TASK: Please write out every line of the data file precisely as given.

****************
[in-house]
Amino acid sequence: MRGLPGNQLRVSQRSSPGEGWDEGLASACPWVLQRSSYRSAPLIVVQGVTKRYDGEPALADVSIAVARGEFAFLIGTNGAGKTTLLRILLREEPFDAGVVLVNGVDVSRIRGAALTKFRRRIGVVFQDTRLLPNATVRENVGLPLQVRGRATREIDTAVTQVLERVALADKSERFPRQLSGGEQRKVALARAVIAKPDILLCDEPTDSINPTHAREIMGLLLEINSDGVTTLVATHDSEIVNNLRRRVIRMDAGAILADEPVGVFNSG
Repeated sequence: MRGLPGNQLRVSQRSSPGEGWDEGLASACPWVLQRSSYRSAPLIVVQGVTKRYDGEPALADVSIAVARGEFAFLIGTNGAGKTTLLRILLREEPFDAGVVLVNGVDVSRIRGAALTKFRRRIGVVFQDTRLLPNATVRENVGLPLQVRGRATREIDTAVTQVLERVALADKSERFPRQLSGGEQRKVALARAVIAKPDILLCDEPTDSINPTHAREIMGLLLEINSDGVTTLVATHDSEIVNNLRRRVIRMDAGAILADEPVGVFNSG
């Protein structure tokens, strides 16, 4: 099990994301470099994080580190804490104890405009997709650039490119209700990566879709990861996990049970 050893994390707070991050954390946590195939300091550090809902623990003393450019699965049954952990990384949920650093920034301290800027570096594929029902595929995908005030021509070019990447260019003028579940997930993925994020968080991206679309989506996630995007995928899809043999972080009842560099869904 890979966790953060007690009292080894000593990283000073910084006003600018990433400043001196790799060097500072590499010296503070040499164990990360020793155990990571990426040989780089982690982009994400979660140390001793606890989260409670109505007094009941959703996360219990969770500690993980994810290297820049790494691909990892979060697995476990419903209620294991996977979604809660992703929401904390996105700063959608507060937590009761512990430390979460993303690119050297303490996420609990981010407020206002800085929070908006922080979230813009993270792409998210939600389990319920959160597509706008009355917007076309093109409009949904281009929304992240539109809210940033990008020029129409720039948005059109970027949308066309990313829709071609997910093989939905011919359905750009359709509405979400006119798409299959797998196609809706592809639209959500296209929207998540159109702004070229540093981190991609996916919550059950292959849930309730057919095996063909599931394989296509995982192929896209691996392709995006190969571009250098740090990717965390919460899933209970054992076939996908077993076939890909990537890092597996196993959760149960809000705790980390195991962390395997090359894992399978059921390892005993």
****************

[in-house]
Amino acid sequence: MRGLPGNQLRVSQRSSPGEGWDEGLASACPWVLQRSSYRSAPLIVVQGVTKRYDGEPALADVSIAVARGEFAFLIGTNGAGKTTLLRILLREEPFDAGVVLVNGVDVSRIRGAALTKFRRRIGVVFQDTRLLPNATVRENVGLPLQVRGRATREIDTAVTQVLERVALADKSERFPRQLSGGEQRKVALARAVIAKPDILLCDEPTDSINPTHAREIMGLLLEINSDGVTTLVATHDSEIVNNLRRRVIRMDAGAILADEPVGVFNSG
Repeated sequence: MRGLPGNQLRVSQRSSPGEGWDEGLASACPWVLQRSSYRSAPLIVVQGVTKRYDGEPALADVSIAVARGEFAFLIGTNGAGKTTLLRILLREEPFDAGVVLVNGVDVSRIRGAALTKFRRRIGVVFQDTRLLPNATVRENVGLPLQVRGRATREIDTAVTQVLERVALADKSERFPRQLSGGEQRKVALARAVIAKPDILLCDEPTDSINPTHAREIMGLLLEINSDGVTTLVATHDSEIVNNLRRRVIRMDAGAILADEPVGVFNSG
């Protein structure tokens, strides 16, 4: 099990994301470099994080580190804490104890405009997709650039490119209700990566879709990861996990049970 050893994390707070991050954390946590195939300091550090809902623990003393450019699965049954952990990384949920650093920034301290800027570096594929029902595929995908005030021509070019990447260019003028579940997930993925994020968080991206679309989506996630995007995928899809043999972080009842560099869904 890979966790953060007690009292080894000593990283000073910084006003600018990433400043001196790799060097500072590499010296503070040499164990990360020793155990990571990426040989780089982690982009994400979660140390001793606890989260409670109505007094009941959703996360219990969770500690993980994810290297820049790494691909990892979060697995476990419903209620294991996977979604809660992703929401904390996105700063959608507060937590009761512990430390979460993303690119050297303490996420609990981010407020206002800085929070908006922080979230813009993270792409998210939600389990319920959160597509706008009355917007076309093109409009949904281009929304992240539109809210940033990008020029129409720039948005059109970027949308066309990313829709071609997910093989939905011919359905750009359709509405979400006119798409299959797998196609809706592809639209959500296209929207998540159109702004070229540093981190991609996916919550059950292959849930309730057919095996063909599931394989296509995982192929896209691996392709995006190969571009250098740090990717965390919460899933209970054992076939996908077993076939890909990537890092597996196993959760149960809000705790980390195991962390395997090359894992399978059921390892005993």